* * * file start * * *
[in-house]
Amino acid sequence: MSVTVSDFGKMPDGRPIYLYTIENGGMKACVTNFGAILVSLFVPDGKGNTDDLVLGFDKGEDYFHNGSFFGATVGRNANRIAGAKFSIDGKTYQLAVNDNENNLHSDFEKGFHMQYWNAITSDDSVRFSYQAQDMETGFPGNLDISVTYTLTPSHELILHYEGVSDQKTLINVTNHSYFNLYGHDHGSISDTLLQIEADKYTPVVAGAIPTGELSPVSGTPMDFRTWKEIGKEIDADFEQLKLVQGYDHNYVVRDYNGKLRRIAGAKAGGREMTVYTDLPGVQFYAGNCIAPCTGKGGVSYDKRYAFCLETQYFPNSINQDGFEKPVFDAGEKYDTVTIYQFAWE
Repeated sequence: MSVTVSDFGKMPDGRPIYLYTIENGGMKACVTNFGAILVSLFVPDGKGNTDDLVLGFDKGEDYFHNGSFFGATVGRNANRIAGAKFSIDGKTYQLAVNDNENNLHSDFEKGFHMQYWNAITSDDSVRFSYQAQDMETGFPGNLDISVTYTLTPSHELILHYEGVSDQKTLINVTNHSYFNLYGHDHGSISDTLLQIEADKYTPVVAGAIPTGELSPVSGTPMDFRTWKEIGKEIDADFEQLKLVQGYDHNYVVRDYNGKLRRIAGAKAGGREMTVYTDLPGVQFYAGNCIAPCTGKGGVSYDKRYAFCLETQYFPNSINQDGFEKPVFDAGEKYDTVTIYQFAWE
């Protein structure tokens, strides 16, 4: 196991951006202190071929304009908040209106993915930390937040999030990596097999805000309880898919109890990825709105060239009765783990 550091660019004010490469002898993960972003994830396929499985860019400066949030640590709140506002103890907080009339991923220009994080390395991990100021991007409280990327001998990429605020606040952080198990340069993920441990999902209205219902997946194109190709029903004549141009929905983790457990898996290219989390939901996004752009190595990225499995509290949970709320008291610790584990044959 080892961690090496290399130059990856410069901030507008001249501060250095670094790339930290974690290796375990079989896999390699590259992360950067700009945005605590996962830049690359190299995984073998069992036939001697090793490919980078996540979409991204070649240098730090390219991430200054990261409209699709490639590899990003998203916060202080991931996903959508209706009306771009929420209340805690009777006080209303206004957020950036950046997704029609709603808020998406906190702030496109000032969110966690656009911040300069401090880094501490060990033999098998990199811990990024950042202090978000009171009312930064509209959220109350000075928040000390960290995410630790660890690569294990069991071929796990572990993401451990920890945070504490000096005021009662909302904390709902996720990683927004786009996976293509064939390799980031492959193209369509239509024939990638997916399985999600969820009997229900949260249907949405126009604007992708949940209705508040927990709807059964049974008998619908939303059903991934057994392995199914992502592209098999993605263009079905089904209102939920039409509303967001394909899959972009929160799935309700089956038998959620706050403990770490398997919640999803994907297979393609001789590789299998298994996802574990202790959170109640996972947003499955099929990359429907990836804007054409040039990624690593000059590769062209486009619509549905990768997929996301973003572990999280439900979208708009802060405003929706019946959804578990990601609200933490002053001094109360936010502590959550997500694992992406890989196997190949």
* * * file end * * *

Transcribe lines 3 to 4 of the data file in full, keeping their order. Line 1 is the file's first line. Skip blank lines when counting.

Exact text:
Repeated sequence: MSVTVSDFGKMPDGRPIYLYTIENGGMKACVTNFGAILVSLFVPDGKGNTDDLVLGFDKGEDYFHNGSFFGATVGRNANRIAGAKFSIDGKTYQLAVNDNENNLHSDFEKGFHMQYWNAITSDDSVRFSYQAQDMETGFPGNLDISVTYTLTPSHELILHYEGVSDQKTLINVTNHSYFNLYGHDHGSISDTLLQIEADKYTPVVAGAIPTGELSPVSGTPMDFRTWKEIGKEIDADFEQLKLVQGYDHNYVVRDYNGKLRRIAGAKAGGREMTVYTDLPGVQFYAGNCIAPCTGKGGVSYDKRYAFCLETQYFPNSINQDGFEKPVFDAGEKYDTVTIYQFAWE
């Protein structure tokens, strides 16, 4: 196991951006202190071929304009908040209106993915930390937040999030990596097999805000309880898919109890990825709105060239009765783990 550091660019004010490469002898993960972003994830396929499985860019400066949030640590709140506002103890907080009339991923220009994080390395991990100021991007409280990327001998990429605020606040952080198990340069993920441990999902209205219902997946194109190709029903004549141009929905983790457990898996290219989390939901996004752009190595990225499995509290949970709320008291610790584990044959 080892961690090496290399130059990856410069901030507008001249501060250095670094790339930290974690290796375990079989896999390699590259992360950067700009945005605590996962830049690359190299995984073998069992036939001697090793490919980078996540979409991204070649240098730090390219991430200054990261409209699709490639590899990003998203916060202080991931996903959508209706009306771009929420209340805690009777006080209303206004957020950036950046997704029609709603808020998406906190702030496109000032969110966690656009911040300069401090880094501490060990033999098998990199811990990024950042202090978000009171009312930064509209959220109350000075928040000390960290995410630790660890690569294990069991071929796990572990993401451990920890945070504490000096005021009662909302904390709902996720990683927004786009996976293509064939390799980031492959193209369509239509024939990638997916399985999600969820009997229900949260249907949405126009604007992708949940209705508040927990709807059964049974008998619908939303059903991934057994392995199914992502592209098999993605263009079905089904209102939920039409509303967001394909899959972009929160799935309700089956038998959620706050403990770490398997919640999803994907297979393609001789590789299998298994996802574990202790959170109640996972947003499955099929990359429907990836804007054409040039990624690593000059590769062209486009619509549905990768997929996301973003572990999280439900979208708009802060405003929706019946959804578990990601609200933490002053001094109360936010502590959550997500694992992406890989196997190949």